Know More About Insomnia
People with insomnia do not feel refreshed when they get up in the morning and if this occurs for a protracted period of time it can lead to problems with functioning.
If you have insomnia, you may feel fatigued because sleepless nights sap your energy. Insomnia can also lower your mood and will eventually interfere with your day-to-day activities and work performance.
According to the American Psychiatric Association, insomnia is the most frequent sleeping condition that most people experience. According to various sleep-related studies and researches, the prevalence of insomnia varies among different groups.
Chronic insomnia affects 10% to 30% of adults. Insomnia affects people of all ages, but it is particularly prevalent among the elderly, with 30-48 percent of geriatrics experiencing sleepless nights. It also affects 23.8 percent of teenagers and about half of the pregnant women
Insomnia includes a variety of causes and symptoms, but professionals can make a clinical diagnosis of insomnia by analyzing two key criteria related to sleep difficulties.
- Having sleep difficulties despite having all the required conditions for a good night’s sleep, but experiencing sleepless nights for three nights in a row for a minimum of three months
- Having sleep difficulties that have a direct detrimental impact on a person’s everyday activities, as well as having poor sleep quality and duration
Insomnia is a sleeping disorder that can be acute or chronic. Acute insomnia lasts for a brief period of time, whereas chronic insomnia lasts for a longer period of time. Acute insomnia lasts from one night to a few weeks, while chronic insomnia lasts for at least three months.
Types of Insomnia
There are several categories of insomnia to consider, some of which are well-known, while others are less well-known but nonetheless worthy of discussion.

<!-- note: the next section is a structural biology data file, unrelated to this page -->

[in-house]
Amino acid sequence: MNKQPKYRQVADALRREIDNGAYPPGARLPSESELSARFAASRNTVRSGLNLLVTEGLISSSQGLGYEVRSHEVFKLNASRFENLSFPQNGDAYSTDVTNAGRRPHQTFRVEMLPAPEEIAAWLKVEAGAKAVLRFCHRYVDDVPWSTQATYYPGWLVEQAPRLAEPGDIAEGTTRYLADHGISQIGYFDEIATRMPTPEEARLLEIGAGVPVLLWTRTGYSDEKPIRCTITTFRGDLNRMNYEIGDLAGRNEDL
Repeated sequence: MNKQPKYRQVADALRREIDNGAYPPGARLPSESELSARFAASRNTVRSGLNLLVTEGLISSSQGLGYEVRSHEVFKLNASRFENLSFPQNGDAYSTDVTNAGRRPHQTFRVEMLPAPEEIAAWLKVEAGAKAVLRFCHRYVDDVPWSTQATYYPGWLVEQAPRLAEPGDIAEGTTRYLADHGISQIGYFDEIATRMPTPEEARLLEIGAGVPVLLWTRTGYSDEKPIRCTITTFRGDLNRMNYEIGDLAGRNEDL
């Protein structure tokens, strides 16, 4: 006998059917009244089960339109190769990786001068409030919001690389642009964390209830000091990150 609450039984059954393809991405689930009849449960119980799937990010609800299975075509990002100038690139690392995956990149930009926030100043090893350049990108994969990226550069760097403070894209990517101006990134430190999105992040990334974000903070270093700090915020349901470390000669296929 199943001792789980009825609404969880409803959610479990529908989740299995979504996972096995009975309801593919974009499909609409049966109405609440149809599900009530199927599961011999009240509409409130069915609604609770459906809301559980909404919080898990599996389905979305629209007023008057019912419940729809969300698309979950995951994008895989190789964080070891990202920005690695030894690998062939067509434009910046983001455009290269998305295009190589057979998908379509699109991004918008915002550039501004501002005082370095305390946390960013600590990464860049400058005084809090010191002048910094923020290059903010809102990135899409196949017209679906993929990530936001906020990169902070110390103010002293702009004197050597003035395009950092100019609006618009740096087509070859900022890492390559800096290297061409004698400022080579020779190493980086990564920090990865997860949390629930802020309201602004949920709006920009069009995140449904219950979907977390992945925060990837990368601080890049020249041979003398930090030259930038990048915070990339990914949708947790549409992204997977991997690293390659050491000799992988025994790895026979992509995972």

The term “primary insomnia” refers to a sleeping disorder that isn’t linked to any additional factors and whose root cause is unknown.
Secondary insomnia is a type of chronic insomnia that has a specific cause, is linked to certain health issues, and is caused by a definite reason.
- Arthritis, back discomfort, asthma, and diabetes are examples of medical conditions.
- Depression and anxiety are two psychological illnesses that can cause secondary insomnia.
- Apart from these factors, substance abuse and prescription medications can also contribute to secondary insomnia.
There are a few other conditions you may have heard of in addition to these two.
Sleep onset insomnia
It is a condition in which a person has trouble falling asleep. This can be caused by erratic sleeping cycles and might make it difficult to relax in bed.
Sleep maintenance insomnia
As the name implies, sleep maintenance insomnia is a problem with sleeping that causes you to either wake up shortly after falling asleep or wake up too early.
Insomnia with mixed symptoms occurs when a person has trouble going to sleep as well as staying asleep during the night.
A condition where you don’t know how much sleep you’ve had but want to sleep more since you think you haven’t gotten enough.
Symptoms of Insomnia
Insomnia is often associated with poor eating habits and inconsistent sleeping patterns.
Sleeping issues can be caused by prolonged exposure to a screen, such as a mobile phone or a television, or by playing video games before bedtime. Working longer evening and night shifts might frequently make it difficult to fall or remain asleep.
One of these symptoms may be present in people with chronic insomnia.